The gospel demands change for homosexuals just as it demands change for all people, two Baptist collegiate professors write in a new book, Transforming Homosexuality: What the Bible Says About Sexual Orientation and Change.
“If we withhold that truth from them out of fear of offending them, then we don’t love them. We cut them off from salvation,” Denny Burk and Heath Lambert write. “The only way for them to be saved is to receive Christ. The only way to receive Christ is by repentance and faith.”
Burk and Lambert are faculty members at Boyce College, the undergraduate school of The Southern Baptist Theological Seminary in Louisville, Ky.
Burk, professor of biblical studies, and Lambert, visiting professor of biblical counseling who also is executive director of the Association of Certified Biblical Counselors, acknowledge that homosexuality can be an uncomfortable subject to talk about amid the championing of the Bible’s clear standards for sexuality.
In an examination of Ephesians 5, Burk and Lambert challenge readers to consider the depth of their sin and to “humbly confess this reality” as “the only way to experience the full, saving love of Jesus Christ.”
“In place of sexual immorality, impurity, and covetousness, [the apostle] Paul tells us to put on thanksgiving,” the authors note. “As same-sex attracted men and women walk the path of repentance toward change, one of the most practical things they can do is to be thankful…. Be thankful for God’s unflinching purpose to make you like Christ. … God will never waste your struggle. He is sanctifying you. Be grateful.”
The goal for a person who struggles with same-sex attraction is not opposite-sex attraction but to “seek to honor Jesus with their sexuality,” Burk and Lambert write.
Sin is not only a choice, but it is part of being human; it is innate to people’s fallen nature and their distortion as image bearers of God.
“There is the thought that sin can only be those things that we choose to do. And that’s a misunderstanding of the way the Bible talks about sin,” Burk said in an interview. “We don’t just sin in our deeds but we sin in who we are. Our nature is corrupted by the fall. Sin is not just what we choose, it’s what we are, and so the choices that we make and sometimes the things we do emerge rather spontaneously from our nature.”
This truth is “foreign to people who are thinking in your standard ‘Well, if I didn’t mean to do it, it can’t be a sin’ or ‘If I was born feeling this way, it can’t be a sin’ or ‘If it feels natural, it can’t be a sin,’” Burk continued.
“Scripture teaches that there are a lot of things that feel natural to us that are sinful, and so we’re not really saying anything new in this book…. It’s the doctrine of original sin, now being applied to the issue of sexuality.”
Lambert said, “Christians talk about sin, we talk about sinful behavior, we talk about sinful desires, but we also are the people who are never allowed to talk about sin without talking about the grace of Jesus.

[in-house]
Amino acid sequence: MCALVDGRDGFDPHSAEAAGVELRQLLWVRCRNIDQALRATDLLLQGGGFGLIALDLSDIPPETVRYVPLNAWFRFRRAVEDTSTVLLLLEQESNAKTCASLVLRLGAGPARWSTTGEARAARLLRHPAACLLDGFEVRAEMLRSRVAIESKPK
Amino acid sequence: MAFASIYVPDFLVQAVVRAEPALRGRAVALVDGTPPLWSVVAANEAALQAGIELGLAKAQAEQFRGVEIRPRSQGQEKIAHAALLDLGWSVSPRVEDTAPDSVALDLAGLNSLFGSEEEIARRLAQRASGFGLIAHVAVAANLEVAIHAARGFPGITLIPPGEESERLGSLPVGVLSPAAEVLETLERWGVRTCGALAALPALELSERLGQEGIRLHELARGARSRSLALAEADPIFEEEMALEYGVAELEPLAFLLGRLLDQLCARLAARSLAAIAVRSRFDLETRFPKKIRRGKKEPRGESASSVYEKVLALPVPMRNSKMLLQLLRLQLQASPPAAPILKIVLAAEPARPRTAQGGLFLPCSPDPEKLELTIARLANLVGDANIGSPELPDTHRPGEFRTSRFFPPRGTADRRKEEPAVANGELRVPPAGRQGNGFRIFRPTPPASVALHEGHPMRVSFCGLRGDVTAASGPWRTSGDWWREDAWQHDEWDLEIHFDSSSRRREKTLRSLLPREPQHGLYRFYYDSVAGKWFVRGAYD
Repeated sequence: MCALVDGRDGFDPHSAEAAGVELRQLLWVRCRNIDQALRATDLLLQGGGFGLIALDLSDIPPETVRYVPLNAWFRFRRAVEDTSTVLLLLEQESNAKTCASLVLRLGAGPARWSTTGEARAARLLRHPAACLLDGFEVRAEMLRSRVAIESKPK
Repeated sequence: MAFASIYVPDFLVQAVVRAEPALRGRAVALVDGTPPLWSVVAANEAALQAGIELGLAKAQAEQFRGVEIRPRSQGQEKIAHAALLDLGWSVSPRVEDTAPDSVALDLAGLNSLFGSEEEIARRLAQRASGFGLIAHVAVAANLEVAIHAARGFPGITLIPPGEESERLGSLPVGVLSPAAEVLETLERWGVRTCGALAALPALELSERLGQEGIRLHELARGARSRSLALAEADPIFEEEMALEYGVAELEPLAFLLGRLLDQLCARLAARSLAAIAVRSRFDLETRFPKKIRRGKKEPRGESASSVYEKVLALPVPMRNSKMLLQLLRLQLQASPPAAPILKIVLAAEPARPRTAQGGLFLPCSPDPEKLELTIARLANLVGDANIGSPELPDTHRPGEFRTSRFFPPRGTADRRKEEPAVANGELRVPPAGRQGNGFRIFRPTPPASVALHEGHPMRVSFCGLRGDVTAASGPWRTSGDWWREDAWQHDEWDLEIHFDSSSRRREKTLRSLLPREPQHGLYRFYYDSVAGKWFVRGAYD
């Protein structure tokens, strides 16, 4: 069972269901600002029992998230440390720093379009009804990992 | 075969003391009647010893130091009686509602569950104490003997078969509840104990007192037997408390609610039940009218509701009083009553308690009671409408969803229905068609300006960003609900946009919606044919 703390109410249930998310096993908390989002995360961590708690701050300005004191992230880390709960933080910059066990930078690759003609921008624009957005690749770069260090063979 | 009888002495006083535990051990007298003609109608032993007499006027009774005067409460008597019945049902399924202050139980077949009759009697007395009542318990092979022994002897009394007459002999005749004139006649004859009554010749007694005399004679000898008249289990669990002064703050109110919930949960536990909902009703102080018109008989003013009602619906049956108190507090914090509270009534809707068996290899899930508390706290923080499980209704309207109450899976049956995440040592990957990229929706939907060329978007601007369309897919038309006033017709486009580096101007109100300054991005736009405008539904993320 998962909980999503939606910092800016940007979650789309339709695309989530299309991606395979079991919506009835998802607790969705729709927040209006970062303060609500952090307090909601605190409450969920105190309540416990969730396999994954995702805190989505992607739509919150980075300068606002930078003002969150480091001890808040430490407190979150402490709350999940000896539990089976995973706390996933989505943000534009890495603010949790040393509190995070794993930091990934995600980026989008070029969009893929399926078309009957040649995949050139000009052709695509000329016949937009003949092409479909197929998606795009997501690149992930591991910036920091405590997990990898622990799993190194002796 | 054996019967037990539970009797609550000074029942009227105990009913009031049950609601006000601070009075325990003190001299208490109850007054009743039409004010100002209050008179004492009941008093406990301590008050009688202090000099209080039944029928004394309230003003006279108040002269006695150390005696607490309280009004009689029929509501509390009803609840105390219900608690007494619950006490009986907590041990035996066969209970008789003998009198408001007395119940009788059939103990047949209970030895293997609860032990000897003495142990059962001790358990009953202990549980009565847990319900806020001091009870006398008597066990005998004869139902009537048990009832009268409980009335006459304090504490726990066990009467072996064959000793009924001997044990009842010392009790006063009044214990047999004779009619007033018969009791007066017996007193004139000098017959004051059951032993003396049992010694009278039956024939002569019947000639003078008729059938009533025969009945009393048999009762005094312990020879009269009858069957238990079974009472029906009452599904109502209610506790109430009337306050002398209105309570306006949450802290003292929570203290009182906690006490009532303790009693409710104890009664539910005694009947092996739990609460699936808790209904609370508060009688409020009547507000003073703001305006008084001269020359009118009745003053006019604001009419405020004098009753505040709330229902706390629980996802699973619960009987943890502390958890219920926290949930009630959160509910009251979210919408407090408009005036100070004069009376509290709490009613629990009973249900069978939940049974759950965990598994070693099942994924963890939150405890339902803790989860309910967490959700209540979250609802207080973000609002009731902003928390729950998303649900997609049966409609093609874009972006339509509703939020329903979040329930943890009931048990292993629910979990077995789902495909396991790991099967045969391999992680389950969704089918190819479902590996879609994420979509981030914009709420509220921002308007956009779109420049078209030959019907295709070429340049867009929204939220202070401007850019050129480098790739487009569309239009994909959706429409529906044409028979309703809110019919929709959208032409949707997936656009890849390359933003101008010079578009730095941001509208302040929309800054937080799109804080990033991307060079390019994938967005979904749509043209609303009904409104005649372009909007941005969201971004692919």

“We also are the people who understand that all of the sins that everyone struggles with out there are the same sins that people struggle with inside the church house,” Lambert said. “These people are in our number, and the grace of Jesus is available to them.”
Jason Allen, president of Midwestern Baptist Theological Seminary, in a review of Transforming Homosexuality, wrote, “At just over 100 pages and pastoral in tone, the book is easy to digest, while offering a clear and biblical overview of issues pertaining to homosexuality, temptation and sanctification.
“After defining sexual orientation and surveying the four approaches to same-sex attraction (liberal, revisionist, neo-traditional and traditional), the authors get to the central concern of the book: Is same-sex attraction in and of itself sin?”
Chapter 2, Allen wrote at his jasonallen.com website on Feb. 11, is “worth the price of the book. The authors biblically, theologically, historically and pastorally make the case that when one experiences same-sex temptation as a lustful impulse, even before acting on that sin, it is an occasion for repentance.”
Pastors “tend to err in one of two directions when counseling someone with same-sex temptations,” Allen reflected. “The first is to suggest that regeneration immediately and completely eradicates lustful patterns. This is not true for lustful heterosexual attraction. Why would it be true for lustful same-sex attraction?
“Those wrestling with same-sex attraction will experience transformation at conversion and can know spiritual growth through the work of the Holy Spirit. But conversion is not a sexual disinfectant. Repentance, accountability and the spiritual disciplines lead believers closer to Christ regardless of the sin pattern, including those experiencing same-sex attraction.”
The other error, Allen wrote, “is to suggest that the gospel does not transform, and that one cannot know freedom from the power and practice of sin, including same-sex attraction. … To suggest one cannot experience victory over same-sex temptation is to understate the power of the gospel and the efficacy of the means of grace in the life of the believer.”
Pastors “must strive to be balanced,” Allen wrote. “We must point all sinners, regardless of the pattern of temptation, to the power of the gospel and the hope it offers. By God’s grace, sinners can, should and will change. But we will not know perfection this side of glory.”
(EDITOR’S NOTE – Annie Corser writes for Southern Baptist Theological Seminary; Art Toalston is senior editor of Baptist Press, news service of the Southern Baptist Convention.)